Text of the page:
Section 283 of the Patent Act provides that a court “may grant injunctions in accordance with the principles of equity to prevent the violation of any right secured by patent, on such terms as the court deems reasonable.” Historically, courts routinely entered injunctions as a matter of course following an infringement finding. The only hesitation arose when an issuance of an injunction could threaten public health.238
The Supreme Court’s decision in eBay Inc. v. MercExchange, LLC239 raised the threshold for obtaining injunctive relief in patent cases. An injunction may be issued only if the patent holder demonstrates:
(1) that it has suffered an irreparable injury; (2) that remedies available at law, such as monetary damages, are inadequate to compensate for that injury; (3) that, considering the balance of hardships between the plaintiff and defendant, a remedy in equity is warranted; and (4) that the public interest would not be disserved by a permanent injunction.240
The Federal Circuit has interpreted eBay to eliminate the long-recognized presumption of irreparable injury to a patent holder after a judgment of infringement and no invalidity.241 The Federal Circuit also has held that there must be a “causal nexus” between any such irreparable injury and patent infringement.242
Although eBay generally forbids “broad classifications” of cases for purposes of determining when an injunction is proper or improper, courts generally find the eBay test satisfied and issue an injunction in cases between direct or indirect competitors or where, as a result of an infringing feature, the infringer’s product supplants the market for the patent holder’s product. Even if the patent owner does not practice the patent, but rather sells a competing product, an injunction against a competitor may be proper. Additionally, an injunction against a competitor may be proper even when the patent holder previously licensed the patent to another competitor or its customer, when other unlicensed competitors employ the patent, when the patented product is not core to the patent holder’s business, or when the injunction may put an infringer out of business. In some cases, the court will include a “sunset provision” that allows continued sales of the infringing product pursuant to a royalty to allow the infringer time to eliminate the disputed features from its product.243 The broad use of injunctions in these competitor cases, when properly supported by other factors, stems from the fundamental nature of patents as a grant to the owner of the right to exclude.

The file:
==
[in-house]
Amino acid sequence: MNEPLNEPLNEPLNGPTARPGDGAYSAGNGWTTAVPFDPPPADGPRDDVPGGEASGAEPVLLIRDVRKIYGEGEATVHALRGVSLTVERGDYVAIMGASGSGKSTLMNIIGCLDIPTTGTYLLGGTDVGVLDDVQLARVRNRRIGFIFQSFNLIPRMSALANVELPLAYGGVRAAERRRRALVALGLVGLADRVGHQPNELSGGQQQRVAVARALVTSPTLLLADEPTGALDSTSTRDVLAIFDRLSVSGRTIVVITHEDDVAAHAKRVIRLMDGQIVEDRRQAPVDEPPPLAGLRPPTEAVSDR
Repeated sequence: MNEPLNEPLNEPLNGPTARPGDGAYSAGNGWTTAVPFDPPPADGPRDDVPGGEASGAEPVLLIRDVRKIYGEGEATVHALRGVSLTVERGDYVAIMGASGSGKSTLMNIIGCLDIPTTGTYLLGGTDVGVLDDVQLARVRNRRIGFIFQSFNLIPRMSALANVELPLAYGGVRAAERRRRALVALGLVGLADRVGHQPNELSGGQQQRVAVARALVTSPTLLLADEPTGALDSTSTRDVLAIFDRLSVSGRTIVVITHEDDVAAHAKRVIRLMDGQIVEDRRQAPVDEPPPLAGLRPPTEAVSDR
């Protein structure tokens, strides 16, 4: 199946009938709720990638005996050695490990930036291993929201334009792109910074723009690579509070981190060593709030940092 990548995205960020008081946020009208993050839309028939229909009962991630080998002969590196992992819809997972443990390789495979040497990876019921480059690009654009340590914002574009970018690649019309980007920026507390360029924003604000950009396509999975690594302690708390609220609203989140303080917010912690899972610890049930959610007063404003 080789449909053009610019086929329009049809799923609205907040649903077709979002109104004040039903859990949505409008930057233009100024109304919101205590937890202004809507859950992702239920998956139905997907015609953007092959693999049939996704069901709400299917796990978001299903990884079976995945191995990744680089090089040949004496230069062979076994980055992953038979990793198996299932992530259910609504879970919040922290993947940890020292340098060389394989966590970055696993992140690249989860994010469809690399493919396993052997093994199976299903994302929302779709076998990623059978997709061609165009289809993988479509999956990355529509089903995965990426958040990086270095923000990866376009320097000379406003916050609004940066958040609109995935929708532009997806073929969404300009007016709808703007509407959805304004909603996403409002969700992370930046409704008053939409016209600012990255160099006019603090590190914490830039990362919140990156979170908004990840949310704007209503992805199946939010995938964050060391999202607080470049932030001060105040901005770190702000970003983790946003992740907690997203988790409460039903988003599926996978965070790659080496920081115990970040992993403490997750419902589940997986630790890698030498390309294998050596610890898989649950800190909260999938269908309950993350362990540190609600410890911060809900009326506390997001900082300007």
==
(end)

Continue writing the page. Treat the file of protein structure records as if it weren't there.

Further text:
In the aftermath of eBay, courts have denied permanent injunctions in cases where the patentee merely licensed its technology and did not offer its own commercial embodiment, where only the patentee’s licensee competes with an infringer, where the scope of the requested injunction was overly broad, or where an injunction created important public health concerns.
In connection with standard-setting proceedings and otherwise, patent owners sometimes commit to provide a fair, reasonable and nondiscriminatory (FRAND) license to any potential licensee (see Section 10.13.1). While there is no per se rule precluding an injunction to such a patent owner, an injunction is unlikely. Establishing irreparable harm is difficult, and allowing the use of a standard resulting from a FRAND commitment better serves the public interest.244